Sidhirganj Power Plant to Launch with Gas Crisis Unsolved
Sunday, 14 February 2010

Prime minister Sheikh Hasina is expected to inaugurate the first of two 120MW units at a new power plant in Sidhirganj on Sunday, but without any permanent solution to a critical gas shortage.

Project director Rahmat Ullah Ahmed told on Saturday that although the unit was set to formally launch commercial production, a concrete long-term answer to the gas crisis is nowhere in sight.

"The government has instead decided to prioritise Sidhirganj by cutting gas supply to other power plants," Ahmed said.

The 240 MW power plant, if both units eventually operate at full capacity, could meet the entire demand of Mymensingh zone and still contribute to the national grid.

But that prospect is in doubt because test production since November at the first of the plant's two units stalled due to severe gas crisis.

During the test production period the test unit produced up to its maximum limit whenever the required gas supply was available.

"But we were forced to suspend operations whenever the gas pressure went down," the project director added.

When completed the plant's total output at 240MW will easily meet the full demand of any one of Mymensingh (200MW), Sylhet (198MW) or Rangpur (175MW) zones and still add power to the national grid, he said.

Bangladesh is in the midst of a serious power crisis plaguing the economy as well as causing untold miseries to consumers who constitute only about half the country's population. At present, more than 50 percent of the population still lack access to electricity.

This is the first power plant to be inaugurated by Hasina after her government took office in January 2009 with a pledge to solve the electricity crisis.

The arrangements, including funding arrangement and tendering, were completed by the previous BNP-led alliance government during its last tenure, whjile the caretaker government awarded the contract for implementation in January 2007.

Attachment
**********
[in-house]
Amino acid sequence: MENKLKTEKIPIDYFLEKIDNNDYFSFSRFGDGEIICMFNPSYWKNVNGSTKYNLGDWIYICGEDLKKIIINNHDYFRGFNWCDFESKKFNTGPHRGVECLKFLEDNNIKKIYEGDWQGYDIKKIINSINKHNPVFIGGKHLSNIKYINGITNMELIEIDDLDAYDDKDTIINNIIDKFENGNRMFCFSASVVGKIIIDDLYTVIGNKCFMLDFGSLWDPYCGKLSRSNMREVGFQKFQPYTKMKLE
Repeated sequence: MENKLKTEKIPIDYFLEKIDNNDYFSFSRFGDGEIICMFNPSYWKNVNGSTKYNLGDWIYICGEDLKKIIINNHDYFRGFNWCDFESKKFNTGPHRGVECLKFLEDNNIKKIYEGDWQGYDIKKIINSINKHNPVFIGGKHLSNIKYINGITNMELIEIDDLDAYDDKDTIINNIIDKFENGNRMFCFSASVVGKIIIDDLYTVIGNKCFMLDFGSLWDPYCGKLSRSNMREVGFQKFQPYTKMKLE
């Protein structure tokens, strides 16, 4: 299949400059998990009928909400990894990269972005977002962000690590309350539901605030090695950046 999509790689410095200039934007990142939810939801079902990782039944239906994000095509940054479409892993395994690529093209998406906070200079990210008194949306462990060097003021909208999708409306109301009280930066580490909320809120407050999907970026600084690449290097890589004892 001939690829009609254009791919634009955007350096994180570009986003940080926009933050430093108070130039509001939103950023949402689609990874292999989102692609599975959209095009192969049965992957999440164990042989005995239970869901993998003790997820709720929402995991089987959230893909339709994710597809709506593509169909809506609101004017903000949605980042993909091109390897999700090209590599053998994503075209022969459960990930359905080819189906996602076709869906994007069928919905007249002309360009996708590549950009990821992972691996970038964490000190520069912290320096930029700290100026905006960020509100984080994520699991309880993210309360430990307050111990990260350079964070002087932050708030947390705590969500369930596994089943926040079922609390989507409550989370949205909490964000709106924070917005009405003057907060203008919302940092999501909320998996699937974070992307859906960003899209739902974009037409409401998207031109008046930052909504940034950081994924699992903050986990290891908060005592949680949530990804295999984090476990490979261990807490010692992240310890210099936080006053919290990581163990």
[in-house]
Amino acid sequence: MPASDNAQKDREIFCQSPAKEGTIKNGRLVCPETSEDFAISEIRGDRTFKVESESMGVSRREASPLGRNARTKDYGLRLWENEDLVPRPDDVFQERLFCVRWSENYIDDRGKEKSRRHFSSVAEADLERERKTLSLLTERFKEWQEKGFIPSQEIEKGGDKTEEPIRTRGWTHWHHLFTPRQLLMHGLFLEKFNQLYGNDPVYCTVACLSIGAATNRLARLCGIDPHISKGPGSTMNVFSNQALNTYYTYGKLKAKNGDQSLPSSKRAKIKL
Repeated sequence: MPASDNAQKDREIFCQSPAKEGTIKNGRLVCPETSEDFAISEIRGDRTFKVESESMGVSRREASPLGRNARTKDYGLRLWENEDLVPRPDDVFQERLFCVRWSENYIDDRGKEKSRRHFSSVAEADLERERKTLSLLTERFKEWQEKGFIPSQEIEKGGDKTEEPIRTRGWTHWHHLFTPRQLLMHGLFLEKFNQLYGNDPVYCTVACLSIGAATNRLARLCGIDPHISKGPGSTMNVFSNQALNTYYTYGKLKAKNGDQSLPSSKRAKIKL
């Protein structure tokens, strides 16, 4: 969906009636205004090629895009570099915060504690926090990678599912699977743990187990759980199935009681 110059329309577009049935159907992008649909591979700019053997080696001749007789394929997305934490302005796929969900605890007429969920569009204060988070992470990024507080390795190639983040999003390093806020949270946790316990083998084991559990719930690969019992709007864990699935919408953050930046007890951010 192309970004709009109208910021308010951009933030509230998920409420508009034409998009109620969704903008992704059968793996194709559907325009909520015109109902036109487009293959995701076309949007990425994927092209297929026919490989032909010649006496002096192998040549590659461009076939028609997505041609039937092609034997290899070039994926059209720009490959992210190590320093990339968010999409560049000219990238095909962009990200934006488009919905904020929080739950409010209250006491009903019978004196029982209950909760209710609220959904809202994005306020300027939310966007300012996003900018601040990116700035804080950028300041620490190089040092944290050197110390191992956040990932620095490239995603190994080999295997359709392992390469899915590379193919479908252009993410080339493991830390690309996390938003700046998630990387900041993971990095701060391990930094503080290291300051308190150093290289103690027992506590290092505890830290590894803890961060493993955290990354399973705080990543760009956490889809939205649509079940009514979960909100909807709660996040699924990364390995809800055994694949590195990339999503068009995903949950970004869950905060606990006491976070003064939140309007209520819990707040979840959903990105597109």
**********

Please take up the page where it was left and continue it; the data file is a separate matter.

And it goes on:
The Tk 1,133 crore contract went to Bharat Heavy Electronics Limited for engineering, procurement and construction of the plant.

The project has been implemented by the Electricity Generation Company of Bangladesh, a newly created state entity under the Power Development Board. Asian Development Bank has assisted to the tune of Tk 769.048 crore ($109.86 million).

The Sidhirganj plant was originally expected to generate power during the peak hours only, about eight hours daily, when demand is highest.

"But we've decided to run the plant round the clock till the power situation improves," said Rahmat Ullah.

"We talked to Titas, Petrobangla and related government agencies to ensure adequate supply of fuel, but nothing concrete came out," he added.

The plant requires some 2.4 million cubic feet of gas everyday.

While asked Md Abdul Aziz Khan, managing director of Titas Gas Transmission and Distribution Company, which supplies gas to the entire Dhaka metropolitan area, told that there was no solution at the moment.

He said there was no way but to follow a prescribed load management system, which could not guarantee round the clock gas supply to the plant.

"The scenario will improve once gas production increases," Khan said.

Rahmat Ullah, however, said, "Sidhirganj's power production will not be dependent on the regular gas supply for too long though."

A transmission line, now under construction, connecting the Bakhrabad gas field will ensure uninterrupted gas supply to three power plants at Meghnaghat, Sidhirganj and Haripur, he said.

The project, financed by the World Bank, is being implemented by the Gas Transmission Company Limited, and scheduled to be completed by 2012.

Bangladesh's 40 plus power plants have a total production capacity of 5450MW, but gas crisis curbed 1009MW of production on Feb 11 (Thursday), according to PDB.

The PDB records a maximum power generation of 3765MW against a peak hour demand of 4650MW on Thursday. The shortfall was managed with 'load shedding'.


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